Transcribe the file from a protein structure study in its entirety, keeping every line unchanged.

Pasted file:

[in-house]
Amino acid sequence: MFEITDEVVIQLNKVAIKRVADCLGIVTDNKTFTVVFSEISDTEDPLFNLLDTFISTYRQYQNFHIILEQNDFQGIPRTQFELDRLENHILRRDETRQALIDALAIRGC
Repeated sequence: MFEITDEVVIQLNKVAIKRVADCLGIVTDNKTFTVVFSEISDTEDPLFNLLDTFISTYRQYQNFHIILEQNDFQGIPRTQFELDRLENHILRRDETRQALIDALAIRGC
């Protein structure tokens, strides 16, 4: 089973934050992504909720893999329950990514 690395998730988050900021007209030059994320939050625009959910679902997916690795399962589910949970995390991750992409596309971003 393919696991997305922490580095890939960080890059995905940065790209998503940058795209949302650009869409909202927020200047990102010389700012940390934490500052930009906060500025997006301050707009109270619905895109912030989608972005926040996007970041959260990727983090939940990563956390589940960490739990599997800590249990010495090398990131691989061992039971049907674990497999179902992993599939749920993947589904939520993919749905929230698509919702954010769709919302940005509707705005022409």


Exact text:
[in-house]
Amino acid sequence: MFEITDEVVIQLNKVAIKRVADCLGIVTDNKTFTVVFSEISDTEDPLFNLLDTFISTYRQYQNFHIILEQNDFQGIPRTQFELDRLENHILRRDETRQALIDALAIRGC
Repeated sequence: MFEITDEVVIQLNKVAIKRVADCLGIVTDNKTFTVVFSEISDTEDPLFNLLDTFISTYRQYQNFHIILEQNDFQGIPRTQFELDRLENHILRRDETRQALIDALAIRGC
């Protein structure tokens, strides 16, 4: 089973934050992504909720893999329950990514 690395998730988050900021007209030059994320939050625009959910679902997916690795399962589910949970995390991750992409596309971003 393919696991997305922490580095890939960080890059995905940065790209998503940058795209949302650009869409909202927020200047990102010389700012940390934490500052930009906060500025997006301050707009109270619905895109912030989608972005926040996007970041959260990727983090939940990563956390589940960490739990599997800590249990010495090398990131691989061992039971049907674990497999179902992993599939749920993947589904939520993919749905929230698509919702954010769709919302940005509707705005022409």